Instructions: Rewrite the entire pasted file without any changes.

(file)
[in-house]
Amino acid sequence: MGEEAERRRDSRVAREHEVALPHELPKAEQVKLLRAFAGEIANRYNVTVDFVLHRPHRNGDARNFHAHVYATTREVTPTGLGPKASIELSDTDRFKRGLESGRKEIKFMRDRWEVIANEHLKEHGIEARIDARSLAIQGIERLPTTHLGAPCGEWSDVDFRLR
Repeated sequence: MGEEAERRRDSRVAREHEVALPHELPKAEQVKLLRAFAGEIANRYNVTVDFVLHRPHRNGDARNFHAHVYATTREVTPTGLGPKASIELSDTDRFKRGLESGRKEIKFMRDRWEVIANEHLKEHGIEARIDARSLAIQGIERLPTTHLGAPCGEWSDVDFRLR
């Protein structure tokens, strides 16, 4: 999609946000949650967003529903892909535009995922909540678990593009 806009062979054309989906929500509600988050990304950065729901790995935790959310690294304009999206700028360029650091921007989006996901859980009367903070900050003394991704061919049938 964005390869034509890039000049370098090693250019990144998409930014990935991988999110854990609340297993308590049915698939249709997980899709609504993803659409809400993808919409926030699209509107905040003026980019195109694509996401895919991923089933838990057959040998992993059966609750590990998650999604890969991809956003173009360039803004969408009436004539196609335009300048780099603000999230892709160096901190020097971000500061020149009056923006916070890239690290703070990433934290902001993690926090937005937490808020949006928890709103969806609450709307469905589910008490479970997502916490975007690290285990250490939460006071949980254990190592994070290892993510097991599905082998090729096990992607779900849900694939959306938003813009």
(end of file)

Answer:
[in-house]
Amino acid sequence: MGEEAERRRDSRVAREHEVALPHELPKAEQVKLLRAFAGEIANRYNVTVDFVLHRPHRNGDARNFHAHVYATTREVTPTGLGPKASIELSDTDRFKRGLESGRKEIKFMRDRWEVIANEHLKEHGIEARIDARSLAIQGIERLPTTHLGAPCGEWSDVDFRLR
Repeated sequence: MGEEAERRRDSRVAREHEVALPHELPKAEQVKLLRAFAGEIANRYNVTVDFVLHRPHRNGDARNFHAHVYATTREVTPTGLGPKASIELSDTDRFKRGLESGRKEIKFMRDRWEVIANEHLKEHGIEARIDARSLAIQGIERLPTTHLGAPCGEWSDVDFRLR
């Protein structure tokens, strides 16, 4: 999609946000949650967003529903892909535009995922909540678990593009 806009062979054309989906929500509600988050990304950065729901790995935790959310690294304009999206700028360029650091921007989006996901859980009367903070900050003394991704061919049938 964005390869034509890039000049370098090693250019990144998409930014990935991988999110854990609340297993308590049915698939249709997980899709609504993803659409809400993808919409926030699209509107905040003026980019195109694509996401895919991923089933838990057959040998992993059966609750590990998650999604890969991809956003173009360039803004969408009436004539196609335009300048780099603000999230892709160096901190020097971000500061020149009056923006916070890239690290703070990433934290902001993690926090937005937490808020949006928890709103969806609450709307469905589910008490479970997502916490975007690290285990250490939460006071949980254990190592994070290892993510097991599905082998090729096990992607779900849900694939959306938003813009």